Zariel Macchia of Floyd takes a breath after finish in...

Zariel Macchia of Floyd takes a breath after finish in first place during the Suffolk Cross County Division Championships on October 28, 2021 at Sunken Meadow State Park. Credit: Dawn McCormick

Zariel Macchia has gone national.

Long Islanders have long known about Floyd’s fastest freshman, who began putting down fast times in seventh grade. This fall, the state found out how good she can be. Now, the entire country has heard the name and seen the fast feet of a runner that might very well be in the national mix for years to come.

Macchia placed 12th in 17 minutes, 43.3 seconds at the Eastbay Cross Country National Championships last Saturday in San Diego. She was the highest finishing freshman or sophomore in a race that started with 40 of the best high school runners in the nation. Natalie Cook of Flower Mound, Texas, won the national championship in 17:15.0.

Macchia, who was named Newsday’s Runner of the Year this week, was the second-fastest New Yorker in the race. New Windsor’s Karrie Baloga was fourth in 17:29.1.

Macchia qualified for the national meet by placing second at the Eastbay Northeast Regional at Van Cortlandt Park in the Bronx on Thanksgiving Weekend. She said the performance at regionals – where she beat some of the best runners in New York State –- gave her a new confidence.

"At regionals, I kind of proved to myself that I do belong in these races and I can run with girls that are that good," Macchia said. "On race day [at nationals], I was definitely very nervous, but I did kind of think that I belonged there."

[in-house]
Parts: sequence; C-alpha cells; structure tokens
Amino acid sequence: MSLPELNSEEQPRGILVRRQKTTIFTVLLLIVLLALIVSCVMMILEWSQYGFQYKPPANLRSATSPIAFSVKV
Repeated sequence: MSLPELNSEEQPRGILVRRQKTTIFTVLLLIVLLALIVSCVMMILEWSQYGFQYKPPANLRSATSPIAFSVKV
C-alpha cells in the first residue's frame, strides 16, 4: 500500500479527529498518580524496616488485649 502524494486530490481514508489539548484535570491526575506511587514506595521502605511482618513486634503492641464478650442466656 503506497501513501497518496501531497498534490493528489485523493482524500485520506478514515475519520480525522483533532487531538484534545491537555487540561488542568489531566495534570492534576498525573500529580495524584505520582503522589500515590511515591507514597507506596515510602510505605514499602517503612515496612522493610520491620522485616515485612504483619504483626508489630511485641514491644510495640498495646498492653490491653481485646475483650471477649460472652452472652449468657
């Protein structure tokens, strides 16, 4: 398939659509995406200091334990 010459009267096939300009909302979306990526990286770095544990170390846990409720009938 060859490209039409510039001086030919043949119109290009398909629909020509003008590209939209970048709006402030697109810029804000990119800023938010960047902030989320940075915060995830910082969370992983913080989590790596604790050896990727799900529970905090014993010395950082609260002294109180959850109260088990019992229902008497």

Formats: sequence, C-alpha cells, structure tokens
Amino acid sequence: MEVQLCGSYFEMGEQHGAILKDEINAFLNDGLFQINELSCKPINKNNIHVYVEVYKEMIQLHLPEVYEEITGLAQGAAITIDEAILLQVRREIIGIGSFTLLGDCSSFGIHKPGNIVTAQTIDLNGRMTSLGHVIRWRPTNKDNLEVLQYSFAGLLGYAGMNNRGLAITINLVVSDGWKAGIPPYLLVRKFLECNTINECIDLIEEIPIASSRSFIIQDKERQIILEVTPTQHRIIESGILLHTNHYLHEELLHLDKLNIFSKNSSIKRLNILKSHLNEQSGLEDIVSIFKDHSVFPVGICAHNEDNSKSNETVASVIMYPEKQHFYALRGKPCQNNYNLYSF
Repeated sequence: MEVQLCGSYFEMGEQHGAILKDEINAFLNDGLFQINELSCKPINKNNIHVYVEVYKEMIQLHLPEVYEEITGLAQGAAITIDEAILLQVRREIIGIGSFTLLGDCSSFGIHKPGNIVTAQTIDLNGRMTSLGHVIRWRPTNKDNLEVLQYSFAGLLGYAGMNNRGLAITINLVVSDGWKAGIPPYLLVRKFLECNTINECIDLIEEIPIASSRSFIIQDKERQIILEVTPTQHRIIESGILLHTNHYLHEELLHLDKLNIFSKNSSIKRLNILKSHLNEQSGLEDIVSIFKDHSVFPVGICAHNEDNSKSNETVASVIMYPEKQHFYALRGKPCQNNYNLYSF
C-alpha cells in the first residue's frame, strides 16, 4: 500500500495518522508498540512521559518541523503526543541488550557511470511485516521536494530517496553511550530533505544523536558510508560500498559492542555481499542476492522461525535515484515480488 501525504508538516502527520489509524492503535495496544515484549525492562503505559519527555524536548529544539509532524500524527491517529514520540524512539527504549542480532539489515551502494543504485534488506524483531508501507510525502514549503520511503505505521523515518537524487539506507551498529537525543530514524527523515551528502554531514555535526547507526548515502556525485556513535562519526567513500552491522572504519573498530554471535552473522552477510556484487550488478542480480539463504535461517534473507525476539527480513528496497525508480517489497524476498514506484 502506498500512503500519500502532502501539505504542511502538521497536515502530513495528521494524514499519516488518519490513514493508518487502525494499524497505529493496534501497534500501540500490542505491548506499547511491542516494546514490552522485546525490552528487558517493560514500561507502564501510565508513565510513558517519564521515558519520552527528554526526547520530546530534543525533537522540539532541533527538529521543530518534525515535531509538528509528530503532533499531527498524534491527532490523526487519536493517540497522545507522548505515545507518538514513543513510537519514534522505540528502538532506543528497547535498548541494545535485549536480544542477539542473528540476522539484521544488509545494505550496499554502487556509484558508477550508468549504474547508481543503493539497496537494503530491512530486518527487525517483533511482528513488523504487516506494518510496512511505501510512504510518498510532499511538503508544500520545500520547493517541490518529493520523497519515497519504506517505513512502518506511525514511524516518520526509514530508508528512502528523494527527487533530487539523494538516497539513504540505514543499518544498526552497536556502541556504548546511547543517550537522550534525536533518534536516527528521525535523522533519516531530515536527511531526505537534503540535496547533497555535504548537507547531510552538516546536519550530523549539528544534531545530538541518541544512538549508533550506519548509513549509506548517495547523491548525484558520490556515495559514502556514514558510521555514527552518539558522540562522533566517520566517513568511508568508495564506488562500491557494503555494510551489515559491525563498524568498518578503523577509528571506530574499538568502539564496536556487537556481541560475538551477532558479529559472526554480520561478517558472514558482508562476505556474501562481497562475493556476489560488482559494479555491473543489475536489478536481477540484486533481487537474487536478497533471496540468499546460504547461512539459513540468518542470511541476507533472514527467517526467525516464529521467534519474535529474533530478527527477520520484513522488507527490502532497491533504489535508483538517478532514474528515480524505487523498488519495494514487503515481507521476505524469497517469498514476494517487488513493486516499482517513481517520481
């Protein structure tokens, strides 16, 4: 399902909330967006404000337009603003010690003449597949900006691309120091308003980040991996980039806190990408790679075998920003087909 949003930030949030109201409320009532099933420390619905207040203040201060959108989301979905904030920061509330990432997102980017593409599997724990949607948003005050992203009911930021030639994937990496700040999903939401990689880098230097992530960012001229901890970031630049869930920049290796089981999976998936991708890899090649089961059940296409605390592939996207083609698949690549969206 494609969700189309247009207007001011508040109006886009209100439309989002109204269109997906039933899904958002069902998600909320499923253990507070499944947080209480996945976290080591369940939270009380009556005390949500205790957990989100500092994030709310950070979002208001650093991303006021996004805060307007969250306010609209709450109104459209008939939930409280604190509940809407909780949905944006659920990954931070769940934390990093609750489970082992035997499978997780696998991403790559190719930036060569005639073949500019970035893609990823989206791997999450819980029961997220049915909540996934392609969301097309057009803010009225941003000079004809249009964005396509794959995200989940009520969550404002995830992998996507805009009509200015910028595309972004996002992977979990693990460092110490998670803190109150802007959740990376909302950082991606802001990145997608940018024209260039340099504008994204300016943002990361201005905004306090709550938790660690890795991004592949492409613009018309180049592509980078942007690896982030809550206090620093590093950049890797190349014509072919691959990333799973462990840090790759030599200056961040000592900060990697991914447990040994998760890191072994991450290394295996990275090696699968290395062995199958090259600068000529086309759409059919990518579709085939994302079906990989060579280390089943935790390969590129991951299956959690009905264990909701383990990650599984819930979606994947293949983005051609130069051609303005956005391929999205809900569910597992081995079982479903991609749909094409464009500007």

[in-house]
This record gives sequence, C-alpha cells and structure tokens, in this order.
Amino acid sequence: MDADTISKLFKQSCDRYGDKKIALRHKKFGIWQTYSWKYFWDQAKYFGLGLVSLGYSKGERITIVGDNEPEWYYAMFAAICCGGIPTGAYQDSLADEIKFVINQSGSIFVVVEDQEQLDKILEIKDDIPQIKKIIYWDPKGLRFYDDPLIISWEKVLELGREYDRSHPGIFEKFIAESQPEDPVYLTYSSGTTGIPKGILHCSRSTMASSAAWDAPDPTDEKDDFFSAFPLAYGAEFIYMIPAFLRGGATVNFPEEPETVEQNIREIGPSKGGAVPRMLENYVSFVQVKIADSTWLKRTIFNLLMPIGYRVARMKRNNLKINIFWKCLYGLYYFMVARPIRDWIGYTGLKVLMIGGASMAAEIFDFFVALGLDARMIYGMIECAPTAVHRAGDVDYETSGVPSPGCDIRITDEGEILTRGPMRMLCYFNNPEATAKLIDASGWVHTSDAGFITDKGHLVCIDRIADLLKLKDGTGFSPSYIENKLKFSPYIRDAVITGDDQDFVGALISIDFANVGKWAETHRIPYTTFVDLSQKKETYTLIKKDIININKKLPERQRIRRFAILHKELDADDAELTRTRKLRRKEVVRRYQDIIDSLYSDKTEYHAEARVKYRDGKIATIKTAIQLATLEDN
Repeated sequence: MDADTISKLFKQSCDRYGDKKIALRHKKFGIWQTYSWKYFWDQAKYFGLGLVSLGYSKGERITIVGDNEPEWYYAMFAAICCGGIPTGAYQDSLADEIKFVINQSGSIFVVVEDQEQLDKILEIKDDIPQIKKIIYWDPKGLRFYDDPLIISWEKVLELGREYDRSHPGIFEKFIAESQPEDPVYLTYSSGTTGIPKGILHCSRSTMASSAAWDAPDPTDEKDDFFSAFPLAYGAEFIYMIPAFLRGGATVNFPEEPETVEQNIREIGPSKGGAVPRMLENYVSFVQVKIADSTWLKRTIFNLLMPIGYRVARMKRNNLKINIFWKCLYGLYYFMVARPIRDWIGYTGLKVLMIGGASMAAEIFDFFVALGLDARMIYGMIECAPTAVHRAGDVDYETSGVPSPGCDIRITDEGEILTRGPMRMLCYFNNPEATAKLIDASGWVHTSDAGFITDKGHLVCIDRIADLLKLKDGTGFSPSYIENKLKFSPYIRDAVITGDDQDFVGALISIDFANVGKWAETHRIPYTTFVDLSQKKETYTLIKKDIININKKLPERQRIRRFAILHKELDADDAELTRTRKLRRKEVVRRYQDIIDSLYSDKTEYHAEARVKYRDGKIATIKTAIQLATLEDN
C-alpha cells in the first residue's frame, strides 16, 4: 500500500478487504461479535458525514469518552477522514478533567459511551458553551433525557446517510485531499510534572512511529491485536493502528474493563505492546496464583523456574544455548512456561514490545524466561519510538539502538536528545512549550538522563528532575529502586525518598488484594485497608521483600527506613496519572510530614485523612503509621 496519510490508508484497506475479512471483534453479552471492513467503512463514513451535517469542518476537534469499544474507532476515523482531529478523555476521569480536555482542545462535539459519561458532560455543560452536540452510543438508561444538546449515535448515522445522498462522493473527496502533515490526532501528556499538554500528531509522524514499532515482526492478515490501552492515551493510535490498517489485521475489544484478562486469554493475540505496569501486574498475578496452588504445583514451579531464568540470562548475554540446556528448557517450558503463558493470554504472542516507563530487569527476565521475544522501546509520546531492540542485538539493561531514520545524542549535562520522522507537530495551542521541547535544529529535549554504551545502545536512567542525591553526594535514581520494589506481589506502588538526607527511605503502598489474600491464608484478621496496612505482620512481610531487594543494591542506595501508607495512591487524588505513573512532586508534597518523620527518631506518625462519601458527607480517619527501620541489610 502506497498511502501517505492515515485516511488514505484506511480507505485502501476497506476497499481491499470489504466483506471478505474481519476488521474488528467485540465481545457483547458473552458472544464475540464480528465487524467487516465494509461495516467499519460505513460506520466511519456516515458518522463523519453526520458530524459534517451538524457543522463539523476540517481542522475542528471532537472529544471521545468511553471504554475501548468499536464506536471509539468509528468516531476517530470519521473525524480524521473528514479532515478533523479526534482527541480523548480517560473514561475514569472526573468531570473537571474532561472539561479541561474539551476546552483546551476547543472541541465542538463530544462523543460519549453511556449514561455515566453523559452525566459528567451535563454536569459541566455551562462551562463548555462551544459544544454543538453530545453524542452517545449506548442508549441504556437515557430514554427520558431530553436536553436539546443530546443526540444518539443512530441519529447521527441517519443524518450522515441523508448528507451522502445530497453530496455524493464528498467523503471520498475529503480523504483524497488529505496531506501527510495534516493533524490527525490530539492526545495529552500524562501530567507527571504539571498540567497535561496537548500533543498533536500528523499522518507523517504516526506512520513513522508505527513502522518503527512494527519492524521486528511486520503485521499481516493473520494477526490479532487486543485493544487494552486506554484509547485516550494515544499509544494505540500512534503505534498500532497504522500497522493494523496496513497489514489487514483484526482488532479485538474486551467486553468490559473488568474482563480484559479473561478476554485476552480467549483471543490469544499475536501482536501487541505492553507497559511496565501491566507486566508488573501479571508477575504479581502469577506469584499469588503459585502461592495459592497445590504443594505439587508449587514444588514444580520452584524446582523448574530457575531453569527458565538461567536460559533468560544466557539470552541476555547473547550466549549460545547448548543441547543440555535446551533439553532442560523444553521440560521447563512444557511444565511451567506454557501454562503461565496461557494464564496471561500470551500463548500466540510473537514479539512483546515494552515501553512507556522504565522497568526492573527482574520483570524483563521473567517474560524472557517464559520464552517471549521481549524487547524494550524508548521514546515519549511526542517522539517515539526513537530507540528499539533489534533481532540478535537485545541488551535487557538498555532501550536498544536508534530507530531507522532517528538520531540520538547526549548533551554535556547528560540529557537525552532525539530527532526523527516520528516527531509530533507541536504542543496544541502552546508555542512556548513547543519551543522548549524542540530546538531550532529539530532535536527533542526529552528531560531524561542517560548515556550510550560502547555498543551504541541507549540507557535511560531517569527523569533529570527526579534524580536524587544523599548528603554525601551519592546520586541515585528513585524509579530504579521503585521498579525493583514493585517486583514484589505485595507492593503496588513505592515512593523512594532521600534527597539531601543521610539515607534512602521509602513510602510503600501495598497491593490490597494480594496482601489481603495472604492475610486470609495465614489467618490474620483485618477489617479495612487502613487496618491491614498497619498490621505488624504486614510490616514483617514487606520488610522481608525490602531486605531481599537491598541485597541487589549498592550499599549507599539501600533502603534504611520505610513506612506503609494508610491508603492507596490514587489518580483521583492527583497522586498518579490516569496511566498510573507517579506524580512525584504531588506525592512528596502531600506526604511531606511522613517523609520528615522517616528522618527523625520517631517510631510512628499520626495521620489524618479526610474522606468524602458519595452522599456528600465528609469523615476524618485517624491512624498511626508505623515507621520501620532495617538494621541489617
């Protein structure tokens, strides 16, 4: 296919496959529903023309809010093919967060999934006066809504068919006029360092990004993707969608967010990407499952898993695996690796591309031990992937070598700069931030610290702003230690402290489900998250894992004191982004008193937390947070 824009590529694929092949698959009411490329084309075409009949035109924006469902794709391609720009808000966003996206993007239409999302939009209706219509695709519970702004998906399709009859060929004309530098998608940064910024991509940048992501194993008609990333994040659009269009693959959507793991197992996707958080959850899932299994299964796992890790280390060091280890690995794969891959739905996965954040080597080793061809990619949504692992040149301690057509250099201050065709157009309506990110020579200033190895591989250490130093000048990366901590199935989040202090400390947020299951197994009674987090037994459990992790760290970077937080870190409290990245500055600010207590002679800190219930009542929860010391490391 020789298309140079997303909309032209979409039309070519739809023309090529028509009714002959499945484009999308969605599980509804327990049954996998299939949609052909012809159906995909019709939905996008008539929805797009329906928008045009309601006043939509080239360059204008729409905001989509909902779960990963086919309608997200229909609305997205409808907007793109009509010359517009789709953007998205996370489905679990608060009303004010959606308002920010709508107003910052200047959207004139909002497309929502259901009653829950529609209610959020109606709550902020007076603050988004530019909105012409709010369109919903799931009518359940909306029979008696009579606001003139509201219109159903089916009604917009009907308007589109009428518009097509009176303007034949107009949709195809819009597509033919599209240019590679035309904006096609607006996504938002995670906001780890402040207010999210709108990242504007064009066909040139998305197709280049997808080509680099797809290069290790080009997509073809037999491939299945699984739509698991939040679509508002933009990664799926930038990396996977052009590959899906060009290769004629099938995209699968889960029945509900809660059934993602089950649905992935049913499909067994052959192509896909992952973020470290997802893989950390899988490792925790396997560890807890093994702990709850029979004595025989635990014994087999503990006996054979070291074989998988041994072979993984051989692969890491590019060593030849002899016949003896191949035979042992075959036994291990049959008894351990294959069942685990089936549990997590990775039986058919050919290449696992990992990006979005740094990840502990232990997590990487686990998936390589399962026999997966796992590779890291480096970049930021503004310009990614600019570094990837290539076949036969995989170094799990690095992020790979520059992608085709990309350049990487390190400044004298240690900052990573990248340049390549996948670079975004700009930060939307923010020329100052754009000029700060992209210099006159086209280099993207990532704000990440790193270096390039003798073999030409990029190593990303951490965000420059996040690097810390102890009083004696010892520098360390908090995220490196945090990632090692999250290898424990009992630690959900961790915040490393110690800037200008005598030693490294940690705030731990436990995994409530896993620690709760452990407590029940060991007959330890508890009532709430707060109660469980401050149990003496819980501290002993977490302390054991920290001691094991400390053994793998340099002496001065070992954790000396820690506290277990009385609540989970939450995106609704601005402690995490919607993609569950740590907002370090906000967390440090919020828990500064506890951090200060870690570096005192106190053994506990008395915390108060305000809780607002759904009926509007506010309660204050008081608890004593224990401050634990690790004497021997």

Macchia was able to withstand a tough course and a physical field on her way to the top-12 finish.

"The girls are definitely very physical, [throwing] elbows and pushing you around," she said. "One girl was getting mad at me on the turns because I wasn’t giving her the inside. She was like, ‘Move over!’ and was giving me elbows."

But Macchia wasn’t fooled by the intimidation factor. Instead of giving in, she gave her vocal opponent more room by moving ahead of her. She said she beat the unnamed runner by 5-6 spots.

"I kind of tried to keep my ground," Macchia said. "She was a bit stronger than me, so I did kind of get pushed over a bit, but I did end up running in front of her."

The race was held at Balboa Park in San Diego, a course with multiple terrain changes – pushing runners to the limit by giving them a little bit of everything.

"I have been in some races that were probably close in difficulty and very hard efforts, but this was probably the toughest race I've been in." Macchia said. " [It was] the most physical and very difficult. It's a very tough course. You can't just be good at one part of cross country. You have to be able to do everything well. I think that's probably why I was able to get 12th and the top freshmen and sophomore [spot]. I had to get used to the physicality as the race went on, but I do think I adjusted fairly well to it."

Now, Macchia will turn toward indoor track, where she said she’ll run anything from 400-3,000 meters. Because of her relatively light training, she’ll jump right into it – not taking much of a break between a national cross country run and trying for fast times on the indoor oval.

"My training isn’t too strenuous where I have to take a break," she said. "Some girls are training a lot more than I am, so they do have to take a break to stay healthy. At this point, right now, my training is not that crazy. So, I just keep running."

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